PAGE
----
• Intraventricular hemorrhage

    • Stroke


Metabolic disorders
Metabolic Disorders Outcome

  • Biochemical Derangements

    • Hypoglycemia

    • Hypocalcemia

    • Hyponatremia

    • Hyperammonemia

    • Acidosis


Metabolic disorders1
Metabolic Disorders Outcome

  • Inborn Errors of Metabolism

    • Symptoms after hours or days of appearing normal

    • Prominent unexplained vomiting

    • Hyperpnea in absence of lung disease

    • Unusual Odor

    • Family history , or excess fetal loss

    • Physical Exam findings: cataracts, hepatosplenomegaly


Diagnosis of hie eeg
Diagnosis of HIE: EEG Outcome

  • Characteristic Sequence

  • Initially marked suppression of amplitude and slowing

  • 24 to 48 hours discontinuous pattern of burst suppression

  • May deteriorate to isoelectric

  • Rapid resolution of abnormalities favors good prognosis



Diagnosis of hie imaging
Diagnosis of HIE: Imaging Outcome

  • Cranial Ultrasound—increased echogenicity and effacement of sulci although 50% read as normal

  • Computerized Tomography (CT)

    • 2 to 5 days maximal extent of parenchymal hypodensities

    • Atrophy or multicystic encephalomalacia develops later


Diagnosis of hie mri
Diagnosis of HIE: MRI Outcome

  • T2 prolongation 12 to 18 hours-transient edema

  • T1 high signal after 3 days

  • T2 shortening after 6 to 7 days denotes permanent injury

  • DWI (diffusion weighted imaging) more sensitive especially in signaling injury to the thalami and basal ganglia. Maximum sensitivity at 2 to 4 days


Neuropathology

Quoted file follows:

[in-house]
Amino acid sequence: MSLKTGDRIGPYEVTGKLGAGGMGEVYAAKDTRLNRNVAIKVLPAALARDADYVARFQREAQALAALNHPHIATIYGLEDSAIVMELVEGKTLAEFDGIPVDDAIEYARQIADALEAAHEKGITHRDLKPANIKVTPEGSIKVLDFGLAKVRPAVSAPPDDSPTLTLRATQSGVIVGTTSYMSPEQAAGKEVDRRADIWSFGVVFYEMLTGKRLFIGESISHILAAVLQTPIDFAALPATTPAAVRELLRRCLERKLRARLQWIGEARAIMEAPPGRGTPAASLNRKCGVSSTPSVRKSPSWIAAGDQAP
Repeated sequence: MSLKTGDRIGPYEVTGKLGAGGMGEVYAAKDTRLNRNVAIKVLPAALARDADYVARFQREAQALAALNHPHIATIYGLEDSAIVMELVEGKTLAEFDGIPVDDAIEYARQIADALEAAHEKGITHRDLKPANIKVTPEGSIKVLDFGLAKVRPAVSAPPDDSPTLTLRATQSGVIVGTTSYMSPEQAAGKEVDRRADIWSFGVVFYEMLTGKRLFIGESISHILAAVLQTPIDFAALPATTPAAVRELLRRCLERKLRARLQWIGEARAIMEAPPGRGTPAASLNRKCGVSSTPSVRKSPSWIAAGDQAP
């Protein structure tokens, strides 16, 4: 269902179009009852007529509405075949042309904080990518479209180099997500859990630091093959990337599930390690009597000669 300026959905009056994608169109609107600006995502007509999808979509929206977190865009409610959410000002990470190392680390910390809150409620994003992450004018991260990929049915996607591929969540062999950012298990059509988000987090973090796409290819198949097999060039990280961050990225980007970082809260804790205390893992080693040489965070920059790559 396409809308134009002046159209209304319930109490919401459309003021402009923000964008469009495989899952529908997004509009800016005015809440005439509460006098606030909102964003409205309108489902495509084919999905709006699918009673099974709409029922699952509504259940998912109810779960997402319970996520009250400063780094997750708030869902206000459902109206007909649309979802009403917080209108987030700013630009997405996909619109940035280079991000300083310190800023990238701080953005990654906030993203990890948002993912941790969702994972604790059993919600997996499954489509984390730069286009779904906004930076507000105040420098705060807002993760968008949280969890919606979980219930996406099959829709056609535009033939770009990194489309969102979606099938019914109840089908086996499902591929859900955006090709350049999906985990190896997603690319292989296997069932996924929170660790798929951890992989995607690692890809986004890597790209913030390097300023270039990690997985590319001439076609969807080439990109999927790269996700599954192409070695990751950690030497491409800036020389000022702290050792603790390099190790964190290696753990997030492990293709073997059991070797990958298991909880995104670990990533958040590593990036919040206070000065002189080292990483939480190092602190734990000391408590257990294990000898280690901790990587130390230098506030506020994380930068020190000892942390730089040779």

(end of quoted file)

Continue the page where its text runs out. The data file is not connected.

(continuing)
Neuropathology Outcome

  • Parasagittal Injury (>34 wks)– spastic quadriplegia

  • Periventricular White Matter in preterm—spastic diplegia

  • Basal Ganglia—acute, near total ischemia associated with poor neurologic outcome chorioathetosis and feeding difficulty

  • Focal/Multifocal– reflects the area of injury

  • Selective Neuronal Necrosis—HIE




Hypoxic ischemic encephalopathy basal ganglia injury
Hypoxic Ischemic Encephalopathy OutcomeBasal Ganglia Injury


Hypoxic ischemic encephalopathy severe global injury
Hypoxic Ischemic Encephalopathy OutcomeSevere Global Injury


Cerebral palsy
Cerebral Palsy Outcome

  • A chronic neuromuscular disability of central nervous system origin, characterized by abnormal control of movement or posture appearing early in life and not the result of a progressive disease

    • Intellectual , sensory or behavior problems may accompany but are not a part of the diagnosis

  • Only 10-15% of children with CP have a history of severe hypoxic ischemic encephalopathy (NCPP)


Diagnosis of cerebral palsy
Diagnosis of Cerebral Palsy Outcome

  • Delayed Milestones

  • Persistence of developmental reflexes

  • Pathologic Reflexes

  • Failure to develop maturational reflexes

  • No progression or loss of skills by history


Type of cerebral palsy
Type of Cerebral Palsy Outcome

  • Spastic

  • Choreoathetotic

  • Ataxic

  • Dystonic

  • Ballismic

  • Mixed


Clinical syndromes
Clinical Syndromes Outcome

Spastic Quadriplegia is the form of CP most commonly associated with Hypoxic Ischemic Encephalopathy

Spastic Hemiparesis is associated with stroke

Athetosis is associated with kernicterus

About 30% of children with CP have a brain malformation or cortical dysgenesis


Homunculus
Homunculus Outcome


Association of neonatal encephalopathy and cp
Association of Neonatal Encephalopathy and CP Outcome

  • In <10% of children with CP or MR was there an association with intrapartum or perinatal asphyxia

  • 75% of children with CP had normal Apgar scores

  • Apgar < 3 at 15 min 36% with CP

  • at 20 min 57% with CP

  • Persistently low Apgar scores at 10, 15, 20 min are associated with poor neurologic outcome


Criteria for exposure
Criteria for Exposure Outcome

  • Birth Asphyxia

    • Clinical history

  • Clinical Markers

    • Abnormal fetal heart rate

    • Meconium

  • Laboratory Markers

    • Fetal Acidosis (cord pH)

  • Newborn Status

    • Apgars

    • Encephalopathy


Conclusions
Conclusions Outcome

  • ACOG guidelines provide a reasonable framework

  • There is an association between HIE and CP

  • Neonatal Encephalopathy is a non specific clinical syndrome

  • Neonatal Encephalopathy must be documented to consider HIE as causation for CP

  • Continued scientific studies are needed to further understand etiologies of CP